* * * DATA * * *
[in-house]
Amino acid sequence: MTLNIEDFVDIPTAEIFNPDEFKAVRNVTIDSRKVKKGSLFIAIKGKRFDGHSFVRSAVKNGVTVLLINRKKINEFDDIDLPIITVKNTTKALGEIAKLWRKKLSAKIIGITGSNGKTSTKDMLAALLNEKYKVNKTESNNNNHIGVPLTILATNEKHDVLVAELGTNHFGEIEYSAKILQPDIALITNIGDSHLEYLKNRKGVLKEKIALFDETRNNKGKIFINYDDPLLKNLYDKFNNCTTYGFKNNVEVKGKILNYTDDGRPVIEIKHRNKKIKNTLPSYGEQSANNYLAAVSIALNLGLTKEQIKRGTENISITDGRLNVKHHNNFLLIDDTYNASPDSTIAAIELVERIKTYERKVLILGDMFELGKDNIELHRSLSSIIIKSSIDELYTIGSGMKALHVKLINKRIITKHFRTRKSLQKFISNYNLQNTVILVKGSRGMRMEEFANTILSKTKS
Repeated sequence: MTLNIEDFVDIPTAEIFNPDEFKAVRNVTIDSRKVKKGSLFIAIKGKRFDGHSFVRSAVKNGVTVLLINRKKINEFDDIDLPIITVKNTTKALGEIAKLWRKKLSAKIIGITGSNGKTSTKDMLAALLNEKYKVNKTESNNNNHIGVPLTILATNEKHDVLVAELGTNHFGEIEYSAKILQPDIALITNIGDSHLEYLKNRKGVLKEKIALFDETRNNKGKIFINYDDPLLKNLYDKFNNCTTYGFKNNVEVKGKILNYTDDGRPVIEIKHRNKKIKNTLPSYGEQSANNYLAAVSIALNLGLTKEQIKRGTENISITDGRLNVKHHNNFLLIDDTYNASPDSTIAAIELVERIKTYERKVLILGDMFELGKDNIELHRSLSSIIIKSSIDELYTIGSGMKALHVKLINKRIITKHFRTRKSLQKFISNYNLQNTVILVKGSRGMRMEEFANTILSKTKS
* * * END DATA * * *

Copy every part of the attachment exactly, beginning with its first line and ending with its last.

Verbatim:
[in-house]
Amino acid sequence: MTLNIEDFVDIPTAEIFNPDEFKAVRNVTIDSRKVKKGSLFIAIKGKRFDGHSFVRSAVKNGVTVLLINRKKINEFDDIDLPIITVKNTTKALGEIAKLWRKKLSAKIIGITGSNGKTSTKDMLAALLNEKYKVNKTESNNNNHIGVPLTILATNEKHDVLVAELGTNHFGEIEYSAKILQPDIALITNIGDSHLEYLKNRKGVLKEKIALFDETRNNKGKIFINYDDPLLKNLYDKFNNCTTYGFKNNVEVKGKILNYTDDGRPVIEIKHRNKKIKNTLPSYGEQSANNYLAAVSIALNLGLTKEQIKRGTENISITDGRLNVKHHNNFLLIDDTYNASPDSTIAAIELVERIKTYERKVLILGDMFELGKDNIELHRSLSSIIIKSSIDELYTIGSGMKALHVKLINKRIITKHFRTRKSLQKFISNYNLQNTVILVKGSRGMRMEEFANTILSKTKS
Repeated sequence: MTLNIEDFVDIPTAEIFNPDEFKAVRNVTIDSRKVKKGSLFIAIKGKRFDGHSFVRSAVKNGVTVLLINRKKINEFDDIDLPIITVKNTTKALGEIAKLWRKKLSAKIIGITGSNGKTSTKDMLAALLNEKYKVNKTESNNNNHIGVPLTILATNEKHDVLVAELGTNHFGEIEYSAKILQPDIALITNIGDSHLEYLKNRKGVLKEKIALFDETRNNKGKIFINYDDPLLKNLYDKFNNCTTYGFKNNVEVKGKILNYTDDGRPVIEIKHRNKKIKNTLPSYGEQSANNYLAAVSIALNLGLTKEQIKRGTENISITDGRLNVKHHNNFLLIDDTYNASPDSTIAAIELVERIKTYERKVLILGDMFELGKDNIELHRSLSSIIIKSSIDELYTIGSGMKALHVKLINKRIITKHFRTRKSLQKFISNYNLQNTVILVKGSRGMRMEEFANTILSKTKS